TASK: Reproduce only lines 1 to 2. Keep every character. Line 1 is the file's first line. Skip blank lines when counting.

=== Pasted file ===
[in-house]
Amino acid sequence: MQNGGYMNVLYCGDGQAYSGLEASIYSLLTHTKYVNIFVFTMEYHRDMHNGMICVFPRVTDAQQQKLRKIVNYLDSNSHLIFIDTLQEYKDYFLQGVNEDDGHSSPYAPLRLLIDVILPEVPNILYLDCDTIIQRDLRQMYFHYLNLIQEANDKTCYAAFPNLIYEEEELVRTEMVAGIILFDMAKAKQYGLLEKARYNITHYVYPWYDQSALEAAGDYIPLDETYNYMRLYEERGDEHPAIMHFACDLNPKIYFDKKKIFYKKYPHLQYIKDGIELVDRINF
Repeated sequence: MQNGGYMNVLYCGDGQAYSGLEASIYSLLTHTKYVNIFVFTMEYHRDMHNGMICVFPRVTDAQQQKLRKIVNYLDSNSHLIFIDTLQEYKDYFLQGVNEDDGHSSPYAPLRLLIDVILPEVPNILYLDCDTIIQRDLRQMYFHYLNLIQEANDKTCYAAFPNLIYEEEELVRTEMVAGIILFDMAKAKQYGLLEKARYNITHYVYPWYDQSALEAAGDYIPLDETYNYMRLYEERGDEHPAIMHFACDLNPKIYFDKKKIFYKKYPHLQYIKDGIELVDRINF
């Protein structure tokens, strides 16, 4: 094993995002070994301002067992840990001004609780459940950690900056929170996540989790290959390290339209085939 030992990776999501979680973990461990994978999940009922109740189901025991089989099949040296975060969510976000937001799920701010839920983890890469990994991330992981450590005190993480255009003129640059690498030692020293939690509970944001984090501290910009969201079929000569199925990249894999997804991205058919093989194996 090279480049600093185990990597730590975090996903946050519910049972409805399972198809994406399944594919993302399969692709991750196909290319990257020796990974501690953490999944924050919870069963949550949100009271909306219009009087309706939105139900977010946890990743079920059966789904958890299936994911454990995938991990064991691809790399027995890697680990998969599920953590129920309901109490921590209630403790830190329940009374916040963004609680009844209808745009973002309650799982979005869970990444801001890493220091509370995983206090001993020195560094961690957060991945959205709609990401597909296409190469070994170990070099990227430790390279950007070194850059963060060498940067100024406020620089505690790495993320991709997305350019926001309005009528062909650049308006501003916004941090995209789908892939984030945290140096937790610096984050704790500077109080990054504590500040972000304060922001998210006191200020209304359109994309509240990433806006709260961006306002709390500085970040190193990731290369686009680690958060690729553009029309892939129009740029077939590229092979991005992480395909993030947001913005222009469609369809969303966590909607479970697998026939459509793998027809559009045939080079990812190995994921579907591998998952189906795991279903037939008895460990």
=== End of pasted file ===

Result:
[in-house]
Amino acid sequence: MQNGGYMNVLYCGDGQAYSGLEASIYSLLTHTKYVNIFVFTMEYHRDMHNGMICVFPRVTDAQQQKLRKIVNYLDSNSHLIFIDTLQEYKDYFLQGVNEDDGHSSPYAPLRLLIDVILPEVPNILYLDCDTIIQRDLRQMYFHYLNLIQEANDKTCYAAFPNLIYEEEELVRTEMVAGIILFDMAKAKQYGLLEKARYNITHYVYPWYDQSALEAAGDYIPLDETYNYMRLYEERGDEHPAIMHFACDLNPKIYFDKKKIFYKKYPHLQYIKDGIELVDRINF